Thankful

November 28, 2013 at 12:41 pm | Posted in Christianity | Leave a comment
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Today is the day, in the United States, set aside for people to spend the day giving thanks for the many blessings they have. More and more, it seems to be the day where many women frustrate themselves to no end to prepare a large meal for family and friends. The men help when possible (if allowed) and then eat themselves into a coma and spend the rest of the day watching college football. Then, Christmas decorations are brought out and set up and plans are made for all the Black Friday deals the next day. It is a day where many profess thanks for what God has given them and many more don’t. It got me thinking.

What does it mean to give thanks? As a Christian, how do I give thanks? Is it a certain phrase or few words that I say? Is it stopping to bless the gigantic meal and thank God for the great food and great family? Or is it more than that? Why does it seem that this holiday has all but disappeared? Why does it seem like it’s just a “holiday pit stop” before Christmas? Why does it seem more like a speed bump than a day where we really spend time on giving thanks? All of these questions aren’t meant so much as a scathing judgment (but if the shoe fits…). Instead, they’re the result of looking at the landscape of our nation and the direction both the country and the church seem to be headed. They’re the result of some introspection as to where I’m at and where I need to go from here. And they’re serious questions…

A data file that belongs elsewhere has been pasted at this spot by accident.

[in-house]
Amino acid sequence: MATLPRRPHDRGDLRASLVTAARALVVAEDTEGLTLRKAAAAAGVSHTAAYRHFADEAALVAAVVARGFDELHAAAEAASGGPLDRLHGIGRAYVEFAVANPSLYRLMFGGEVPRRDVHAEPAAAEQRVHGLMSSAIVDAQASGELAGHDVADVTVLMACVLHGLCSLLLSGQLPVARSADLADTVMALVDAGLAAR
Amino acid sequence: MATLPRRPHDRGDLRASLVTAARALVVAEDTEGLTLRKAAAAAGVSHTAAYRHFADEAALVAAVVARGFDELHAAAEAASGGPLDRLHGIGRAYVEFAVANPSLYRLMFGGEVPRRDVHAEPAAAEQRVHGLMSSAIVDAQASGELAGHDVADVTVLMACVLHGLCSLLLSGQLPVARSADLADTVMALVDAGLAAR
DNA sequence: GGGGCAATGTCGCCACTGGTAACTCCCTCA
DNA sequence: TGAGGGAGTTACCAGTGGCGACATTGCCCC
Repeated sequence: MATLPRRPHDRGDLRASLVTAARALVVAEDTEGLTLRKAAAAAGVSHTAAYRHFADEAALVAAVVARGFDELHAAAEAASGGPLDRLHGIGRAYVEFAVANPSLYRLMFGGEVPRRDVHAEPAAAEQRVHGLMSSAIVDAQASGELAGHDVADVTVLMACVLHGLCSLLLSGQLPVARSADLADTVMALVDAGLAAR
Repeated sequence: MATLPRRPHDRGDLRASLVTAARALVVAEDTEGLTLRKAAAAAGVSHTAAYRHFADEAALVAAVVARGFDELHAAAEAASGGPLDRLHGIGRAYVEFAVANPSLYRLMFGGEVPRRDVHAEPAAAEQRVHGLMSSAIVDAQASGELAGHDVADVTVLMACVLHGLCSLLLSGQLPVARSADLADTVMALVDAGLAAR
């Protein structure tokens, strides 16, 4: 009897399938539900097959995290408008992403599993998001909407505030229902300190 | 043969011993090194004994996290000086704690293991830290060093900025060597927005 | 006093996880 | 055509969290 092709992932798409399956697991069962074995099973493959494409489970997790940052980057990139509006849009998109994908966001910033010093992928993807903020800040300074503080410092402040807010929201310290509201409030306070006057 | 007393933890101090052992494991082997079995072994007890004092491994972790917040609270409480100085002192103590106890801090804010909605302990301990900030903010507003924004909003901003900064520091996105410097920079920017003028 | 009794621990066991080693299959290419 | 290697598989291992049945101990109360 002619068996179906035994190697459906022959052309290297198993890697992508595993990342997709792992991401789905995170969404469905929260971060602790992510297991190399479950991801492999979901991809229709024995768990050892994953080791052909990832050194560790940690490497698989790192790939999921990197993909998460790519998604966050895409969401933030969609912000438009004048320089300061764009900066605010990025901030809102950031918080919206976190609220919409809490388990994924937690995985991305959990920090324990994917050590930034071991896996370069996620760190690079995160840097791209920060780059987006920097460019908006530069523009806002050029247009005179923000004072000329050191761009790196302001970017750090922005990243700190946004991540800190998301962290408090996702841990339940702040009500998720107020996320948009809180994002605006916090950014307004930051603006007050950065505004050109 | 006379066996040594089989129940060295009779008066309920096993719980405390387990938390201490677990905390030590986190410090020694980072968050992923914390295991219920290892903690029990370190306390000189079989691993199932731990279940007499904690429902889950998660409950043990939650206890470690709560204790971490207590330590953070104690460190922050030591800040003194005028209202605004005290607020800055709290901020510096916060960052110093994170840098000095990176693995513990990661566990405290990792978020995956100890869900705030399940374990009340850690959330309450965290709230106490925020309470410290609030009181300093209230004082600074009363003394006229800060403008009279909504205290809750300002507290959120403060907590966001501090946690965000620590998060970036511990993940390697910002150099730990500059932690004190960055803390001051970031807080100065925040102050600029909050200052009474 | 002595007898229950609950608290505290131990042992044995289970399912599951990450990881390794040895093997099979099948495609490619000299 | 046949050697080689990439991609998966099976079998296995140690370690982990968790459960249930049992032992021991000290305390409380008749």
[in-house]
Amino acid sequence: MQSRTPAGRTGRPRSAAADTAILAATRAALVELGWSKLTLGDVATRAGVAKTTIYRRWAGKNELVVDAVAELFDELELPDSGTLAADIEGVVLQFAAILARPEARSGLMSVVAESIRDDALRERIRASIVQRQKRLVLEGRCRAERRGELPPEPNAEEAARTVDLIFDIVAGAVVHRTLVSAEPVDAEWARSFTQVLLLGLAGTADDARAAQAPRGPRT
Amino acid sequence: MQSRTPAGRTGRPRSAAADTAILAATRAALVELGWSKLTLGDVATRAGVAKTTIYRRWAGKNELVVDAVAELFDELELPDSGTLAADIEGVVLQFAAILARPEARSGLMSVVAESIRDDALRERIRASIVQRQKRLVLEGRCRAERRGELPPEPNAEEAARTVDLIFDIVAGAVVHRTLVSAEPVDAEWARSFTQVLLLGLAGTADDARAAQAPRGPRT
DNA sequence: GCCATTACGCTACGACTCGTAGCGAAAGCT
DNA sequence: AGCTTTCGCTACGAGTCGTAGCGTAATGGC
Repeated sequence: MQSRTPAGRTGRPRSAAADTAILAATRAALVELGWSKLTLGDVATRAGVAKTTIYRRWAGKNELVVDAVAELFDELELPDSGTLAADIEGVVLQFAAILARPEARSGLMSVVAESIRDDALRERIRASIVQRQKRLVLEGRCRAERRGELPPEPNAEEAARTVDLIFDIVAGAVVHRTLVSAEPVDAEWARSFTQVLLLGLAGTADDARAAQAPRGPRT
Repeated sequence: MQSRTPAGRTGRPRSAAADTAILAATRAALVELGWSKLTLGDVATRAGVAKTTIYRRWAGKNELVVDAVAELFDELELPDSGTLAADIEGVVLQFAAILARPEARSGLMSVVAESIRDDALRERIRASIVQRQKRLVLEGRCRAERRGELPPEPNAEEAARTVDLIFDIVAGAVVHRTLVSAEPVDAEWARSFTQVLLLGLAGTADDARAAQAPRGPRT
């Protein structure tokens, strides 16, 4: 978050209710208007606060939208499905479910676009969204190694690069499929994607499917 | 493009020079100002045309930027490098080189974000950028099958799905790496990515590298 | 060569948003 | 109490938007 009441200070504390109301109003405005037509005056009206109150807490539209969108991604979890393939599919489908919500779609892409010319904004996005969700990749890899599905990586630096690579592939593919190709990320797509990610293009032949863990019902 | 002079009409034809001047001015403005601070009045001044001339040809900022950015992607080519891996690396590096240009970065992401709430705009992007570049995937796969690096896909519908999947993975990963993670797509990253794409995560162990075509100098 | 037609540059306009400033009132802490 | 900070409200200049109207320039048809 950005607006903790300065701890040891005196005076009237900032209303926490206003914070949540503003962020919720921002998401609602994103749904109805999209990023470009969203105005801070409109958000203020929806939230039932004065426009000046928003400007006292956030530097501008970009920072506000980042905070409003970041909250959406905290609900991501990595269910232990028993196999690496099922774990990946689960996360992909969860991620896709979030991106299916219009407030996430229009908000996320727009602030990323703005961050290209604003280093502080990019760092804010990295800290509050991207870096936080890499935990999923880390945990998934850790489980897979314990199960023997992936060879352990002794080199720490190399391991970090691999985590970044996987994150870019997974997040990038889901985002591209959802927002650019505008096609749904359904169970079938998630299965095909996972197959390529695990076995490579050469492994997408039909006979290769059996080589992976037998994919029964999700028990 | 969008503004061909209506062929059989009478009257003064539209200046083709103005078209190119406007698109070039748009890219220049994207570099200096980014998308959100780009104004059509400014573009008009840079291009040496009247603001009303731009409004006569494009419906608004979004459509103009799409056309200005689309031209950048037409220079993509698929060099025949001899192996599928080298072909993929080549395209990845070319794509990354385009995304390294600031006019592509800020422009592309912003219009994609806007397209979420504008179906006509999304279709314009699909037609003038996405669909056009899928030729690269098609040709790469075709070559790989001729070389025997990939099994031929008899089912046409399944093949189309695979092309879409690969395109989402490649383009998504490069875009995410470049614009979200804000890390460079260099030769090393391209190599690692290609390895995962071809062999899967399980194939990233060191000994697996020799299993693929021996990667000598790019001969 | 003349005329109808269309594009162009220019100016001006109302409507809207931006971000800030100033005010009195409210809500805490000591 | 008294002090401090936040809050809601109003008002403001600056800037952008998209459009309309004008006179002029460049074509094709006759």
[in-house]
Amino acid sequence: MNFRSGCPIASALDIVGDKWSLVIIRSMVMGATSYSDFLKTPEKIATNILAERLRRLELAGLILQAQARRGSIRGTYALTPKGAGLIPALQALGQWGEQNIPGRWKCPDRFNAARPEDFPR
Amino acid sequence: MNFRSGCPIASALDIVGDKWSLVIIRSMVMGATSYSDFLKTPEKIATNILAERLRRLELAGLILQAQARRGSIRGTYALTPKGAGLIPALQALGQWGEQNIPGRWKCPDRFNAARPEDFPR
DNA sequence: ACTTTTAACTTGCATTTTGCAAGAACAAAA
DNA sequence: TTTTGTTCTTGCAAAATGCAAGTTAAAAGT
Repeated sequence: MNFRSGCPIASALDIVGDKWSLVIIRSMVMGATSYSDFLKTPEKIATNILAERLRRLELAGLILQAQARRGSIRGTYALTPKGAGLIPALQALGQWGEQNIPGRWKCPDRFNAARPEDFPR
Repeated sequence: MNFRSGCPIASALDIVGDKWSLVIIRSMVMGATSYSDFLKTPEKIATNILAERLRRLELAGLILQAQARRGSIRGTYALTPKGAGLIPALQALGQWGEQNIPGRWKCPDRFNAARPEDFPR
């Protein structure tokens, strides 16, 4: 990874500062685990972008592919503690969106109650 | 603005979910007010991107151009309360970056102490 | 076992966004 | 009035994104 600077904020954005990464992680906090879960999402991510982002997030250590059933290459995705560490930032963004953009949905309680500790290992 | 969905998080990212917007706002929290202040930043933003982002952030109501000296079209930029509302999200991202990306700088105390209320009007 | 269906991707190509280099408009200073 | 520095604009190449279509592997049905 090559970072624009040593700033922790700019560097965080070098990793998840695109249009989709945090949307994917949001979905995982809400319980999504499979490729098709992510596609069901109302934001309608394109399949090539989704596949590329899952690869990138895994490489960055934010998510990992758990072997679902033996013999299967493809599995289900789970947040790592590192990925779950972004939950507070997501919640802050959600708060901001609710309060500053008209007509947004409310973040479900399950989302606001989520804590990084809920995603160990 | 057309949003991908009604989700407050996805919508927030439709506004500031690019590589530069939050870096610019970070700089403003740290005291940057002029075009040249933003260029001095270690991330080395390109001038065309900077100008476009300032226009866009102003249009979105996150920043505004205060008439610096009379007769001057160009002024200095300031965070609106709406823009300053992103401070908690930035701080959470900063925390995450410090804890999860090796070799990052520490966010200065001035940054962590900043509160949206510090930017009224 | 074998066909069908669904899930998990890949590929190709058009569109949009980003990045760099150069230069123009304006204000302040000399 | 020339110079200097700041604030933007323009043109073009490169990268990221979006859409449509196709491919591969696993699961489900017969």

From the scriptures, we see 2 basic words used to present the idea of giving thanks. The first is the word charis (Strong’s G5485). Its meaning in regards to giving thanks is to express gratitude and thanks for a kindness granted or desired. The main word used is the word eucharisteo (Strong’s G2168, G2169). Except for one or two places, this word always deals with an expression of gratitude toward God, especially in Paul’s writings and Revelation. The NT has many places where we are encouraged to give thanks and it is always toward God. How does this compare to what many give thanks for today? For many, the thanks given is focused on the things they have (job, car, house, etc). For others, it is focused on the people in their lives (family, friends, etc). For many, God is the last person to be thanked if He’s even thanked at all. For some, the thanks to God comes in the form of a short prayer, but scripture shows us that we should be giving thanks in all things (1 Thess. 5:18). How often do you and I do this? How often do we thank God in times of trouble as well as times of blessing? How often do we have praise on our lips when things don’t go the way we were hoping? We should (and I’m including myself in this). In a time when the economy and the country are getting more difficult to live in and find hope in, we are to give thanks.